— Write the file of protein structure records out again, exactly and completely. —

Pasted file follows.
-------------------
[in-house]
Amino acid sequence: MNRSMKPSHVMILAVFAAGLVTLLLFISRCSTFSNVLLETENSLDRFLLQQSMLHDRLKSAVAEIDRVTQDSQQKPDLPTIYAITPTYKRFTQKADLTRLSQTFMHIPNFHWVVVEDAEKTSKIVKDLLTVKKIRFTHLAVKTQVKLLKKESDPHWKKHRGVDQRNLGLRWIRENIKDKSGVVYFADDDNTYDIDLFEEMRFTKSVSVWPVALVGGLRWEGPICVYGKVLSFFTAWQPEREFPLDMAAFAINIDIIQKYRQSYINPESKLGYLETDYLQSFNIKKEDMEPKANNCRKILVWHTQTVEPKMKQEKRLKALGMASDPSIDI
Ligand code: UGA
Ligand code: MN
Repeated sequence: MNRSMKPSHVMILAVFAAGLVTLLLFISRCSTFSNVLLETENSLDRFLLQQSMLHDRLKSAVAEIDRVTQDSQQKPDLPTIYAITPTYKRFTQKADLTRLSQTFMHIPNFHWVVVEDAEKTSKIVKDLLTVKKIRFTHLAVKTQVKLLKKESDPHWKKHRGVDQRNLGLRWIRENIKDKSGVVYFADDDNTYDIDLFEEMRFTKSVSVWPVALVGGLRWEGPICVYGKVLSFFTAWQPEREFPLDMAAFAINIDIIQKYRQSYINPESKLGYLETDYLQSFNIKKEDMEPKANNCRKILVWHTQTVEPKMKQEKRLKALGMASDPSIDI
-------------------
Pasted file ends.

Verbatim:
[in-house]
Amino acid sequence: MNRSMKPSHVMILAVFAAGLVTLLLFISRCSTFSNVLLETENSLDRFLLQQSMLHDRLKSAVAEIDRVTQDSQQKPDLPTIYAITPTYKRFTQKADLTRLSQTFMHIPNFHWVVVEDAEKTSKIVKDLLTVKKIRFTHLAVKTQVKLLKKESDPHWKKHRGVDQRNLGLRWIRENIKDKSGVVYFADDDNTYDIDLFEEMRFTKSVSVWPVALVGGLRWEGPICVYGKVLSFFTAWQPEREFPLDMAAFAINIDIIQKYRQSYINPESKLGYLETDYLQSFNIKKEDMEPKANNCRKILVWHTQTVEPKMKQEKRLKALGMASDPSIDI
Ligand code: UGA
Ligand code: MN
Repeated sequence: MNRSMKPSHVMILAVFAAGLVTLLLFISRCSTFSNVLLETENSLDRFLLQQSMLHDRLKSAVAEIDRVTQDSQQKPDLPTIYAITPTYKRFTQKADLTRLSQTFMHIPNFHWVVVEDAEKTSKIVKDLLTVKKIRFTHLAVKTQVKLLKKESDPHWKKHRGVDQRNLGLRWIRENIKDKSGVVYFADDDNTYDIDLFEEMRFTKSVSVWPVALVGGLRWEGPICVYGKVLSFFTAWQPEREFPLDMAAFAINIDIIQKYRQSYINPESKLGYLETDYLQSFNIKKEDMEPKANNCRKILVWHTQTVEPKMKQEKRLKALGMASDPSIDI